Foreign Policy Blogs

Eastern Europe

Eastern Europe’s Duplicitous Tango with Moscow and Brussels

Eastern Europe’s Duplicitous Tango with Moscow and Brussels

Far from having strong ideological persuasions one way or the other, Eastern Europe’s leaders exploit cultural divides inside their countries for short-term political gain.

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What Saakashvili’s Resignation Means for Ukraine’s Future?

What Saakashvili’s Resignation Means for Ukraine’s Future?

The decision may symbolize the increasingly anti-reformist environment in Ukraine and the likely failure of promises spearheaded during the 2014 Euromaidan.

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Prague’s Terrorist Perils

Prague’s Terrorist Perils

In late August, Martin Konvicka, a Czech anti-immigrant nationalist planned and staged a fake ISIS assault in the middle Prague’s Old Town Square.

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Belarus: The Other Problem on Europe’s Eastern Border

Belarus: The Other Problem on Europe’s Eastern Border

Near the Lithuanian border is the site of Belarus’ newest nuclear reactor, due to be completed in 2018 with opaque Russian funding.

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Any New Year’s resolutions Mr. Orbán?

Any New Year’s resolutions Mr. Orbán?

Old tricks die hard in the European Union’s “rogue state,” but the West must acknowledge its hand in fueling the political culture in Hungary.

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The EU is Fostering Progress in Tackling Corruption

The EU is Fostering Progress in Tackling Corruption

Romania’s fight against corruption is showing encouraging signs of progress, but the bitter medicine of reform marks a traumatic period for the country.

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Media Freedom and Plurality is Struggling in Central & Eastern Europe

Media Freedom and Plurality is Struggling in Central & Eastern Europe

The European Union must do more to tackle endemic corruption and the lack of media pluralism in central and eastern Europe.

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Freedom Calling in Montenegro?

Freedom Calling in Montenegro?

Opposition movements in Montenegro will gather for a “Sloboda Trazi Montenegro” (Freedom Calling) rally in Podgorica on September 27.

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Ukraine’s Fahrenheit 451 Moment

Ukraine’s Fahrenheit 451 Moment

The western region of Ukraine is depicted as being drawn towards EU, the US, and NATO, and everything that they imply: liberal democracy, pluralism, and freedom of expression; while the east gravitates towards Russia, meaning authoritarianism, repression, and an intolerance to dissent. But, as recent developments in the propaganda war illustrate, this division may not be as clear-cut as it appears on paper.

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Donbass Dilemmas

Donbass Dilemmas

People have been praising the strategy of Russian president Vladimir Putin toward eastern Ukraine and the successes that it has brought him there. Yet the more I think about it, the more I wonder how much strategy there is behind his actions and whether Putin is beginning to have second …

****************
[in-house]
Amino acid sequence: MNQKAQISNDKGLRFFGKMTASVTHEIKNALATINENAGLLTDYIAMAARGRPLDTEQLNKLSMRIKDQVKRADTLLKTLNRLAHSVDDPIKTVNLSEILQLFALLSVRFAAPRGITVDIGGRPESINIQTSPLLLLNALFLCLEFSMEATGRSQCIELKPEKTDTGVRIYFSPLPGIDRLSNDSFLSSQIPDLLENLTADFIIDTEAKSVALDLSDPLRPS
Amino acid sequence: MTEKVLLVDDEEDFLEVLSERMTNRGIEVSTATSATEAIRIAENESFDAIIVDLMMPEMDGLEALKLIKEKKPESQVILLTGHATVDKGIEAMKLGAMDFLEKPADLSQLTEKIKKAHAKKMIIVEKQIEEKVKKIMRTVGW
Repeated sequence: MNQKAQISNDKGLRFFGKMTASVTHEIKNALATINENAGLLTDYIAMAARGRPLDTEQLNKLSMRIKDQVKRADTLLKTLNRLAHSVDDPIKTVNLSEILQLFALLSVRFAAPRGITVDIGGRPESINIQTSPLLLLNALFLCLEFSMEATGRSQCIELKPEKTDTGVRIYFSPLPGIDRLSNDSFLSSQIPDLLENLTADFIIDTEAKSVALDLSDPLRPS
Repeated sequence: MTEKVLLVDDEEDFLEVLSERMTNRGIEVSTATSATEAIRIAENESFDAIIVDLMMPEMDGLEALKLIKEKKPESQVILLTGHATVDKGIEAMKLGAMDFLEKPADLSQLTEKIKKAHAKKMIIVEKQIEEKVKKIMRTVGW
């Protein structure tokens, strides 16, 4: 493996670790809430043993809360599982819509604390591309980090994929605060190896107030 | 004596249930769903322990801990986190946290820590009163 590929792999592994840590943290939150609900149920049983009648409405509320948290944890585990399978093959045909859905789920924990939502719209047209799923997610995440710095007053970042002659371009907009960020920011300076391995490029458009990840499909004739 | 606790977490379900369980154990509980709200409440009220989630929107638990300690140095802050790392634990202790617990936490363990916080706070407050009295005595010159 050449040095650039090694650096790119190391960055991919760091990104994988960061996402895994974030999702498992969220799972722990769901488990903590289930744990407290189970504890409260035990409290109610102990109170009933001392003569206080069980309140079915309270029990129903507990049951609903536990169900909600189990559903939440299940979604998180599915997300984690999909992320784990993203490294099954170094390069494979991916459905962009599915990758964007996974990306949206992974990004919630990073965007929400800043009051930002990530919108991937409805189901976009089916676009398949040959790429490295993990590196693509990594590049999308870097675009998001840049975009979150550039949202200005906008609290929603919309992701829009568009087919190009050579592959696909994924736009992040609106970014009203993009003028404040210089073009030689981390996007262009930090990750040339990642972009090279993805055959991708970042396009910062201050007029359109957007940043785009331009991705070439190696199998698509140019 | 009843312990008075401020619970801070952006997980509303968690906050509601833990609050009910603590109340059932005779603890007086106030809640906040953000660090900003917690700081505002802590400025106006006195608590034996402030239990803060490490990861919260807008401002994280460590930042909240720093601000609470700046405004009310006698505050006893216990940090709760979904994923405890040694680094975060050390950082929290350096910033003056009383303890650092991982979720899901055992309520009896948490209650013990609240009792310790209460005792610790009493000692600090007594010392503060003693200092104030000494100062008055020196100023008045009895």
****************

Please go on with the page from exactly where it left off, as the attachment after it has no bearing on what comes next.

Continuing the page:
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Crimea: The Alsace-Lorraine of the Black Sea

Crimea: The Alsace-Lorraine of the Black Sea

 
This past weekend, Russian marines in unmarked uniforms (or possibly, but less likely, private contractors paid by Russia) seized the airports of Crimea, allowing Russian planes to fly troops into that autonomous region of Ukraine while large-scale Russian military maneuvers to the north distracted the …

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Breaking Down Ukraine’s Breakdown

Breaking Down Ukraine’s Breakdown

In the past several months, the world has been gripped by the graphic political drama unfolding in Ukraine, but events have often unfolded so fast that it has been difficult to put them in context. And although the violence has stopped, the future of Ukraine is more uncertain than ever …

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Leaders Wanted

Leaders Wanted

A Lack of Credible Opposition Candidates Has Stalled Democratic Progress Along the Black Sea
Since late November, ever since Ukraine’s President, Victor Yanukovych, refused to sign an Association Agreement with the European Union, protestors have congregated in downtown Kiev, defying what they see as a blatant attempt to maintain a post-Soviet …

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Whither Bulgaria?

Whither Bulgaria?

For nearly four months now Bulgaria’s major cities have witnessed the country’s largest protests in over 16 years. Calling for greater transparency, less corruption, a robust campaign against organized crime, and the resignation of the entire government, protestors have gathered by the thousands, taking to the streets daily to voice …

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Austria: Compulsory Military Service Haunted by the Ghosts of Stalingrad?

Austria: Compulsory Military Service Haunted by the Ghosts of Stalingrad?

For the first time in my living memory, the Austrian Federal Army is front-page news of Austrian papers and is debated heatedly on public television. Riding a populist crest but lacking the foresight of any clear direction, Vienna Mayor Michael Hauepl, Federal Chancellor

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